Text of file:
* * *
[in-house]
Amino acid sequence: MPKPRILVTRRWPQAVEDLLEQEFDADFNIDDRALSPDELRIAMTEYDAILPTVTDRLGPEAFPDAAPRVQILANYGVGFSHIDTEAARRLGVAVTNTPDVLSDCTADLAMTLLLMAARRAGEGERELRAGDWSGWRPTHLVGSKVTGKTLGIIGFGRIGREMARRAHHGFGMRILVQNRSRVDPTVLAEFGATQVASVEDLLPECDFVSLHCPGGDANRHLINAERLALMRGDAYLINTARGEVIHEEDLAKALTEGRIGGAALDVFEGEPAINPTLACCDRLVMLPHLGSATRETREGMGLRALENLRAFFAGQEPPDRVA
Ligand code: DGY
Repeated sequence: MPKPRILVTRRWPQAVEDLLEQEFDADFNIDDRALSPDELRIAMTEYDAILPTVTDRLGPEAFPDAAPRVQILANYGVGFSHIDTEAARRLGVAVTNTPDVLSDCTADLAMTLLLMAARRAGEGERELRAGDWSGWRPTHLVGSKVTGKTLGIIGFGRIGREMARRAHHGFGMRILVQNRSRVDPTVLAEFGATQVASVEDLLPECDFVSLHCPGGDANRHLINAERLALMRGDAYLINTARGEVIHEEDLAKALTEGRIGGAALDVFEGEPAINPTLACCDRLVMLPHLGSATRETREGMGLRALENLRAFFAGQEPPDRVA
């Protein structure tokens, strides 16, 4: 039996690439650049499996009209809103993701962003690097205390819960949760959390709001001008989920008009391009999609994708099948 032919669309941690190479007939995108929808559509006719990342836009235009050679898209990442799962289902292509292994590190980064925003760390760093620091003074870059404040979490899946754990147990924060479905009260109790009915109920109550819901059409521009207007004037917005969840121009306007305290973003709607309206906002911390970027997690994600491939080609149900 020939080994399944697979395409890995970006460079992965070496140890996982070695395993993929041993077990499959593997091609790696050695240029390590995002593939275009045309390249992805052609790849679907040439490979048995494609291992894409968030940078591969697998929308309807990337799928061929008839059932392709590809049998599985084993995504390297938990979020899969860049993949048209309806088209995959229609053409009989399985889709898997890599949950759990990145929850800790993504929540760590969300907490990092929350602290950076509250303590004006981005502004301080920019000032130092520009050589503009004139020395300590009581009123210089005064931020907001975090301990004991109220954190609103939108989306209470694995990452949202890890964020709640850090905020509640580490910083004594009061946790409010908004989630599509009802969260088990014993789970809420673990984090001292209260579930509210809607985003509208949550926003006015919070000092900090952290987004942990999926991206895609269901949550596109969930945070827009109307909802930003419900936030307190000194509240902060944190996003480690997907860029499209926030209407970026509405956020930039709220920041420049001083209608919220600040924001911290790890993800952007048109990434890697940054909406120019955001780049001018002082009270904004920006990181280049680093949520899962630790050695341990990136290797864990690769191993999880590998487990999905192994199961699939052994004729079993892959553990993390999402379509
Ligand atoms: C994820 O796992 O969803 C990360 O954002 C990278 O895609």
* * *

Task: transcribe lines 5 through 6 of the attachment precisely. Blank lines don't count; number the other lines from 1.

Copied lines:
């Protein structure tokens, strides 16, 4: 039996690439650049499996009209809103993701962003690097205390819960949760959390709001001008989920008009391009999609994708099948 032919669309941690190479007939995108929808559509006719990342836009235009050679898209990442799962289902292509292994590190980064925003760390760093620091003074870059404040979490899946754990147990924060479905009260109790009915109920109550819901059409521009207007004037917005969840121009306007305290973003709607309206906002911390970027997690994600491939080609149900 020939080994399944697979395409890995970006460079992965070496140890996982070695395993993929041993077990499959593997091609790696050695240029390590995002593939275009045309390249992805052609790849679907040439490979048995494609291992894409968030940078591969697998929308309807990337799928061929008839059932392709590809049998599985084993995504390297938990979020899969860049993949048209309806088209995959229609053409009989399985889709898997890599949950759990990145929850800790993504929540760590969300907490990092929350602290950076509250303590004006981005502004301080920019000032130092520009050589503009004139020395300590009581009123210089005064931020907001975090301990004991109220954190609103939108989306209470694995990452949202890890964020709640850090905020509640580490910083004594009061946790409010908004989630599509009802969260088990014993789970809420673990984090001292209260579930509210809607985003509208949550926003006015919070000092900090952290987004942990999926991206895609269901949550596109969930945070827009109307909802930003419900936030307190000194509240902060944190996003480690997907860029499209926030209407970026509405956020930039709220920041420049001083209608919220600040924001911290790890993800952007048109990434890697940054909406120019955001780049001018002082009270904004920006990181280049680093949520899962630790050695341990990136290797864990690769191993999880590998487990999905192994199961699939052994004729079993892959553990993390999402379509
Ligand atoms: C994820 O796992 O969803 C990360 O954002 C990278 O895609």